Working of comics for the PhD. A trip down memory lane.
Videos have been really central to parkour. I think that without them, parkour would not have spread the way that it has – really quickly, with a great deal of variation depending on location. Over time, we have seen the focus of these videos shift.
When it all started, people were keen to get a glimpse of technique. They wanted to know how these other people made this movement magic happen. ‘Lifestyle’ was there almost because it had to be. For parkour, the environment where practice happens defines practice in many ways. The first Yamakazi videos said more than they intended when they showed the modernist landscapes that look like hell to the public, but are perfect playgrounds for people who practice parkour and freerunning. They showed how drab concrete walls that were designed to contain life could be used to proliferate it. In videos, as people figured out the techniques, and developed their own, the focus shifted. Technique gave more way to lifestyle. Naturally, we all wanted to know more about the people who moved, not just the movements themselves.
Enter the brilliant lifestyle videos of parkour / freerunning ‘teams’ like Farrang, Storror and GUP. We got a taste of whom the people were and the values they upheld. This kind of bled into the movement too. We saw big personalities, with big ambitions doing big moves. We saw them working for those big ambitions.
Julie Angel’s videos were there too. While I hope she will correct me if I am wrong, I saw that as something different. It wasn’t the moves, it wasn’t the ambition. Rather, it was the people and how they moved: the detail of the movement and of the character. The landing, the idea, the slip up, the mistake, the tones that come up when the light is not so stark as to cast binary shadows of black and white, good or bad, excitement and mundanety. Graphic artists know that harsh contrast are used to grand effect. In these terms, Julie was looking for the human greys while lifestyle teams were showing the heroic contrasts.
The focus was always inwards. There was always an overwhelming focus on the parkour object: the person, the technique, the clique, the style, the parkour community, the parkour location. This helped the community. But in many ways it was also quite esoteric and insular. It was always about those people who do parkour.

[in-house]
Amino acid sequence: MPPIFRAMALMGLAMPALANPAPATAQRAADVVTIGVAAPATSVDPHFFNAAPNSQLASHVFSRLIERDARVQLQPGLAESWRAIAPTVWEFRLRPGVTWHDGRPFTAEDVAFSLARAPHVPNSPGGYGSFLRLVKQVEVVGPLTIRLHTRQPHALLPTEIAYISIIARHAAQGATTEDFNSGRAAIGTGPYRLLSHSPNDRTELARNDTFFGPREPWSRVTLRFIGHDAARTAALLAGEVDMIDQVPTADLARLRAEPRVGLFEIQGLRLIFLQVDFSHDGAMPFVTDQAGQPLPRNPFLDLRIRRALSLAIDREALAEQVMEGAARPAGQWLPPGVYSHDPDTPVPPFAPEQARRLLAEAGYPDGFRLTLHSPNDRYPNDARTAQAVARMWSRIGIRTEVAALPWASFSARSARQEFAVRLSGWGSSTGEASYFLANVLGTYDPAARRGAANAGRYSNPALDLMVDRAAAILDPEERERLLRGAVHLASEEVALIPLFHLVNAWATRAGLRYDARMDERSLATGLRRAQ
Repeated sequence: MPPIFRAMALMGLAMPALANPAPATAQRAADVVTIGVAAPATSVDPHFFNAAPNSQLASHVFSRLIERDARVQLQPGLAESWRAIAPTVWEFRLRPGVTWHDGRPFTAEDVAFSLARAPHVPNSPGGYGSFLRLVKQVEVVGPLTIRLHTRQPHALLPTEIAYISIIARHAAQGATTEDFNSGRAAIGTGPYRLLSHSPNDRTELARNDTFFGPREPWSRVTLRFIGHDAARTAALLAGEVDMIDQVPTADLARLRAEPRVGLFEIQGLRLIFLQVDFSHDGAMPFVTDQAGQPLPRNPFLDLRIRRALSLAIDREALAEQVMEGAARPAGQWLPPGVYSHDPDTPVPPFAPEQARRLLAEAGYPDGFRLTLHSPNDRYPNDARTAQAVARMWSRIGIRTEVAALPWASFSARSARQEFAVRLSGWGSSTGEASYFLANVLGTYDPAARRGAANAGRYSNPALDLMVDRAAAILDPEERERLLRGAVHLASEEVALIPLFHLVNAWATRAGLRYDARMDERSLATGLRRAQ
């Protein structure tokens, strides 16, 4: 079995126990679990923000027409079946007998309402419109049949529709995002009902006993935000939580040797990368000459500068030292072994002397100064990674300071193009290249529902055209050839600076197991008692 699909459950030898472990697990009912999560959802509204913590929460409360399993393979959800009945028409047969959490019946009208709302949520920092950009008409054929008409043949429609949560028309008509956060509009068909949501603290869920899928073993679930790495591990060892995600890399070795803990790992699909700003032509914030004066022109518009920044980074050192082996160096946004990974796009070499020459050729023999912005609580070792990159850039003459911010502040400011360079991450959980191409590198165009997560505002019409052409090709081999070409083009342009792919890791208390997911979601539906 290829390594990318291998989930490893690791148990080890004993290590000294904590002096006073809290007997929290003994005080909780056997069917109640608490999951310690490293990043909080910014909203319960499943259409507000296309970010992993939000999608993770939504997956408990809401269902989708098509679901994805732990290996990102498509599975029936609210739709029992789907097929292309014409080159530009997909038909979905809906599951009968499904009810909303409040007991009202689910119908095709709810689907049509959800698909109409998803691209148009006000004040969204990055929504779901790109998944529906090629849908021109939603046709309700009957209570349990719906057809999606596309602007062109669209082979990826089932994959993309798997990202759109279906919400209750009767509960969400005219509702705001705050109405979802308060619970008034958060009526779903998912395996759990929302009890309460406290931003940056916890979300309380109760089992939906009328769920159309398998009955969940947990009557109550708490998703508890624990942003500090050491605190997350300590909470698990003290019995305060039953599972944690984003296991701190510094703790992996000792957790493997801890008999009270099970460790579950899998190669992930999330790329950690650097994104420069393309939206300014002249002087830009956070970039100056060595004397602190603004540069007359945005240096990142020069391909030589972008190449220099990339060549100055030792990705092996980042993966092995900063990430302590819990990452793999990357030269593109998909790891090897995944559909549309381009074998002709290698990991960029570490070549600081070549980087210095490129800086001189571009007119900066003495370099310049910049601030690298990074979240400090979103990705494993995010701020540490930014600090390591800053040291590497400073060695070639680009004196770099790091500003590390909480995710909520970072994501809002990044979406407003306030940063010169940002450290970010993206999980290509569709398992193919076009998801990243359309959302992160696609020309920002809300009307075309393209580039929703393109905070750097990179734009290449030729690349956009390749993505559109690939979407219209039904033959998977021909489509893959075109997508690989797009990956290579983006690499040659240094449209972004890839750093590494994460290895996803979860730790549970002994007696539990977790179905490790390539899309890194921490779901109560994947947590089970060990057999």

Now we are seeing an evolution of the lifestyle video. This evolution shifts its focus outward while still speaking the insiders’ language. There are many parkour documentaries. They are made so that people who know nothing about parkour can understand how it is good, for the outside world to be able to look in.
This video is different. It speaks the language of parkour. It draws on the semantics that PK/FR people understand. But it speaks about the outside world. Movement and lifestyle are there. So is the community. Not in the parkour sense, but in the broader sense. Conceptually, semantically, stylistically, this is parkour bleeding out to the rest of the world from the ground up, not the world looking in on parkour. This might not be the first time this has been done, but this does it so well.
It is looking at the outside world from within.
I really love this. I hope to see more of it from all over the world.
How interesting. The Chinese Journal of Traumatology published a paper about the bio-mechanical ‘damage’ of the acrobatic side of parkour movement. Then, they published the retraction below, pointing out that the injury issues covered in the original related to acrobatics, not impact diffusion mobility techniques. That ‘parkour’ was not the culprit. They were referring to ‘freerunning’.
The distinction was so important that it warranted a public amendment. The researchers were notified of the difference by members of the community…
for reference, retraction is here: retraction
A note to self.
Original paper: Nima Derakhshan, Mohammad Reza Zarei*, Zahed Malekmohammady, Vafa Rahimi-Movaghar, (2014) ‘Spinal cord injury in Parkour sport (free running): a rare
case report’, Chinese Journal of Traumatology, 17(3):178-179